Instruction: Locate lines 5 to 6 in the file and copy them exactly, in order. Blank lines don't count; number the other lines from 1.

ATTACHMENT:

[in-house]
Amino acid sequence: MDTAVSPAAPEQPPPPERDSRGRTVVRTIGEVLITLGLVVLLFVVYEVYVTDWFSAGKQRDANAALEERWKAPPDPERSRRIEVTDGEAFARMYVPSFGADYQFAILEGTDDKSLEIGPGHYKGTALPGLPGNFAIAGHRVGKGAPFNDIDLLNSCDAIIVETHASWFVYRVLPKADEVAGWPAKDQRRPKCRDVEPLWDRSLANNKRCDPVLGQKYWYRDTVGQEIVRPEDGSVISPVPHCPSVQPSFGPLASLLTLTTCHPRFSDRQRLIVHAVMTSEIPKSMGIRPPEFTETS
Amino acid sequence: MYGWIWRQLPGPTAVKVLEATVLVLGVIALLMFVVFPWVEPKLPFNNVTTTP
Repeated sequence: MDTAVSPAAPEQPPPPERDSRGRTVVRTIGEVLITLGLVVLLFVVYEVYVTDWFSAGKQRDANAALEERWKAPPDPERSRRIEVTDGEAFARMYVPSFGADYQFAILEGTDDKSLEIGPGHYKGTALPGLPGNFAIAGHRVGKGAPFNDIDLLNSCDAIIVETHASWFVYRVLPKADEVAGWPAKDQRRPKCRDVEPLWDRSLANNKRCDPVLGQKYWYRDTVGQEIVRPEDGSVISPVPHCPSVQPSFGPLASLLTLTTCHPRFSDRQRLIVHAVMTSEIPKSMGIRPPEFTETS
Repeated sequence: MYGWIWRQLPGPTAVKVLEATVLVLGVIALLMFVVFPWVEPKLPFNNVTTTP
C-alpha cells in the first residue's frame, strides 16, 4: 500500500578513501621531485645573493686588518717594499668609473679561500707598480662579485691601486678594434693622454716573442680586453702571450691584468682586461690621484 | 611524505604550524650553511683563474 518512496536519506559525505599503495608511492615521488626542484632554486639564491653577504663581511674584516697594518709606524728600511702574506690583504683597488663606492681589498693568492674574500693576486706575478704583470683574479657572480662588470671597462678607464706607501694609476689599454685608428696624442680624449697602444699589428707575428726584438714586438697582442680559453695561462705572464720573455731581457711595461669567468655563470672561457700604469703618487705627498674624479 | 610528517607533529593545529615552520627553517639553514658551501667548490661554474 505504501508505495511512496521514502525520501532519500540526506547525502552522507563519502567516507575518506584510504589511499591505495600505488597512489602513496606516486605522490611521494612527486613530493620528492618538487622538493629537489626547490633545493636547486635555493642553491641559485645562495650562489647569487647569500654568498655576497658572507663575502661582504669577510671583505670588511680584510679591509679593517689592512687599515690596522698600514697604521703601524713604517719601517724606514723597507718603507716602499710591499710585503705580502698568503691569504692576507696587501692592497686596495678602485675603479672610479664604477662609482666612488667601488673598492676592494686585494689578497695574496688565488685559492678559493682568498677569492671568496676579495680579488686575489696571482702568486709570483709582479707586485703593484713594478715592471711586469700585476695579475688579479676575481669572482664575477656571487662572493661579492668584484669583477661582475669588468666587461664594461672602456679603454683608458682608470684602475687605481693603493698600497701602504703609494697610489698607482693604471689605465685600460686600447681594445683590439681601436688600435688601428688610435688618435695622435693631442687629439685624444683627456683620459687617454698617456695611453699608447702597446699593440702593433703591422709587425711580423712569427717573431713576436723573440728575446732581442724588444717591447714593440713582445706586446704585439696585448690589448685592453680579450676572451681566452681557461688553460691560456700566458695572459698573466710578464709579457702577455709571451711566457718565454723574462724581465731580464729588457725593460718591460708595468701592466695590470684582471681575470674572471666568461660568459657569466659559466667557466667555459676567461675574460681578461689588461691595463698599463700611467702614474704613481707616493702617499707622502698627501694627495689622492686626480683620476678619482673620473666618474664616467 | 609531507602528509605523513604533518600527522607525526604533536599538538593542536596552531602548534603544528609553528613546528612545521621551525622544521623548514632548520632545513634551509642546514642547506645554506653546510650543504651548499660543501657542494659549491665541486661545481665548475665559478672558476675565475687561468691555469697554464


Repeated sequence: MYGWIWRQLPGPTAVKVLEATVLVLGVIALLMFVVFPWVEPKLPFNNVTTTP
C-alpha cells in the first residue's frame, strides 16, 4: 500500500578513501621531485645573493686588518717594499668609473679561500707598480662579485691601486678594434693622454716573442680586453702571450691584468682586461690621484 | 611524505604550524650553511683563474 518512496536519506559525505599503495608511492615521488626542484632554486639564491653577504663581511674584516697594518709606524728600511702574506690583504683597488663606492681589498693568492674574500693576486706575478704583470683574479657572480662588470671597462678607464706607501694609476689599454685608428696624442680624449697602444699589428707575428726584438714586438697582442680559453695561462705572464720573455731581457711595461669567468655563470672561457700604469703618487705627498674624479 | 610528517607533529593545529615552520627553517639553514658551501667548490661554474 505504501508505495511512496521514502525520501532519500540526506547525502552522507563519502567516507575518506584510504589511499591505495600505488597512489602513496606516486605522490611521494612527486613530493620528492618538487622538493629537489626547490633545493636547486635555493642553491641559485645562495650562489647569487647569500654568498655576497658572507663575502661582504669577510671583505670588511680584510679591509679593517689592512687599515690596522698600514697604521703601524713604517719601517724606514723597507718603507716602499710591499710585503705580502698568503691569504692576507696587501692592497686596495678602485675603479672610479664604477662609482666612488667601488673598492676592494686585494689578497695574496688565488685559492678559493682568498677569492671568496676579495680579488686575489696571482702568486709570483709582479707586485703593484713594478715592471711586469700585476695579475688579479676575481669572482664575477656571487662572493661579492668584484669583477661582475669588468666587461664594461672602456679603454683608458682608470684602475687605481693603493698600497701602504703609494697610489698607482693604471689605465685600460686600447681594445683590439681601436688600435688601428688610435688618435695622435693631442687629439685624444683627456683620459687617454698617456695611453699608447702597446699593440702593433703591422709587425711580423712569427717573431713576436723573440728575446732581442724588444717591447714593440713582445706586446704585439696585448690589448685592453680579450676572451681566452681557461688553460691560456700566458695572459698573466710578464709579457702577455709571451711566457718565454723574462724581465731580464729588457725593460718591460708595468701592466695590470684582471681575470674572471666568461660568459657569466659559466667557466667555459676567461675574460681578461689588461691595463698599463700611467702614474704613481707616493702617499707622502698627501694627495689622492686626480683620476678619482673620473666618474664616467 | 609531507602528509605523513604533518600527522607525526604533536599538538593542536596552531602548534603544528609553528613546528612545521621551525622544521623548514632548520632545513634551509642546514642547506645554506653546510650543504651548499660543501657542494659549491665541486661545481665548475665559478672558476675565475687561468691555469697554464